Everyday interactions and the domestication of social inequality

Elizabeth Keating

Abstract

This article examines the distribution of relationships of power and authority as an activity in gossip sessions among members of a community in Pohnpei, Micronesia. The position of Bourdieu, that the interactionist approach cannot elucidate important aspects of the sharing of power in society, is used as a starting place to examine ways in which interactants in everyday conversations manipulate and organize gendered identities and the entitlements of certain classes of individuals to particular types of power.

Keywords:
Quick links
A browser-friendly version of this article is not yet available. View PDF
Abu-Lughod, Lila
(1986) Veiled sentiments. Berkeley: University of California Press.Google Scholar
Bergmann, J
(1993) Discrete indiscretions. The social organization of gossip. New York: Aldine / de Gruyter.Google Scholar
Besnier, Niko
(1990) Conflict management, gossip and affective meaning on Nukulaelae. In K. Watson-Gegeo, and G. White (eds.), Disentangling: Conflict discourse in the Pacific. Stanford, CA: Stanford University Press, pp. 290-334.Google Scholar
Billig, Michael
(1999) Whose terms? Whose ordinariness? Rhetoric and ideology in conversation analysis. Discourse and society 10.4: 543-558. Crossref  BoPGoogle Scholar
Bogen, David, and Michael Lynch
(1990) Social critique and the logic of description. Journal of Pragmatics 14: 505-521. CrossrefGoogle Scholar
Bourdieu, Pierre
(1977) Outline of a theory of practice. Cambridge: Cambridge University Press. CrossrefGoogle Scholar
(1990) The logic of practice. Richard Nice trans. Stanford: Stanford University Press.Google Scholar
(1994) Language and symbolic power. Harvard: Harvard University Press.Google Scholar
Briggs, Charles
(1996) Disorderly discourse: Narrative, conflict, and social inequality. Oxford: Oxford University Press.  BoPGoogle Scholar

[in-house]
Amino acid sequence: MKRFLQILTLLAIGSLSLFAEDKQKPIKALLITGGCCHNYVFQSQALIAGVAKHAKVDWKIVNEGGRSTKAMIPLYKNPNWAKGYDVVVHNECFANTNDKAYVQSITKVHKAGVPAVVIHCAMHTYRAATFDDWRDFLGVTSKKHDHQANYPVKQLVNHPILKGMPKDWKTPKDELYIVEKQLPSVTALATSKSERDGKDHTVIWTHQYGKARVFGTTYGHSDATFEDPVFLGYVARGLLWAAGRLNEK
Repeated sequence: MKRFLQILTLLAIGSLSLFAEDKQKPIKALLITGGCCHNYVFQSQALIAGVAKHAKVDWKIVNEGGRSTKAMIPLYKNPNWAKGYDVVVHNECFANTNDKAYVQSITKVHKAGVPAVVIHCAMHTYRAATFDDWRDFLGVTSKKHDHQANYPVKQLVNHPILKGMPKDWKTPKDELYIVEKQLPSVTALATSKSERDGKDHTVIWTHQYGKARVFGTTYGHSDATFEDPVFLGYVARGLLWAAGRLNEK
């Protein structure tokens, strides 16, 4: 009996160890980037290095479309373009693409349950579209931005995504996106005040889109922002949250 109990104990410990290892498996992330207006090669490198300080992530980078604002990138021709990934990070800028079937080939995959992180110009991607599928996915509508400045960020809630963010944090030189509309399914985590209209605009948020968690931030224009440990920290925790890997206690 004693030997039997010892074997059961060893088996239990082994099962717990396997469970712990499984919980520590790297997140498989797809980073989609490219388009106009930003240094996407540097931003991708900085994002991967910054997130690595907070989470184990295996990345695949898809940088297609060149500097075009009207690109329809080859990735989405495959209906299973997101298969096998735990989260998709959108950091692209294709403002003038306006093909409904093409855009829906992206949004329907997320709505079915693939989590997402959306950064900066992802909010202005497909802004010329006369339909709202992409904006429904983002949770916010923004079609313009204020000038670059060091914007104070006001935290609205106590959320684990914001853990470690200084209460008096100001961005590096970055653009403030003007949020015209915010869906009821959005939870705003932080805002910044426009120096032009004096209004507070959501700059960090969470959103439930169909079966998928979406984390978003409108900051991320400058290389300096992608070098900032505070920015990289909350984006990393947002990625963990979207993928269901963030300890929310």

Brison, Karen
(1992) Just talk. Berkeley: University of California Press. Crossref  BoPGoogle Scholar
Brenneis, Donald
(1984) Grog and gossip in Bhatgaon: Style and substance in Fiji Indian conversation. American Ethnologist 11: 3. CrossrefGoogle Scholar
Briggs, Charles
(ed.) (1996) Disorderly discourse: Narrative, conflict, and social inequality. Oxford: Oxford University Press.  BoPGoogle Scholar
Cameron, D
(1997) Performing gender identity: Young men's talk and the construction of heterosexual masculinity. In Sally Johnson, and Ulrike Meinhof (eds.), Language and masculinity. Oxford: Blackwell.Google Scholar
Elias, N
(1994) [1939] The Civilizing process. Oxford: Blackwell.Google Scholar
Eckert, P., and S. McConnell-Ginet
(1995) Constructing meaning, constructing selves. In K. Hall, and M. Bucholz (eds.), Gender Articulated. New York: Routledge.Google Scholar
Garfinkel, Harold
(1967) Studies in ethnomethodology. Englewood Cliffs, NJ: Prentice Hall.  BoPGoogle Scholar
Goodwin, Marjorie
(1990) He-said-she-said: Talk as social organization among black children. Bloomington: Indiana University Press.  BoPGoogle Scholar
Goodwin, Charles, and Marjorie Goodwin
(1987) Concurrent operations on talk: Notes on the interactive organization of assessments. IprA Papers in Pragmatics 1.1: 1-52. CrossrefGoogle Scholar
Hanks, William F
(1996) Language and communicative practices. Boulder, CO: Westview Press.  BoPGoogle Scholar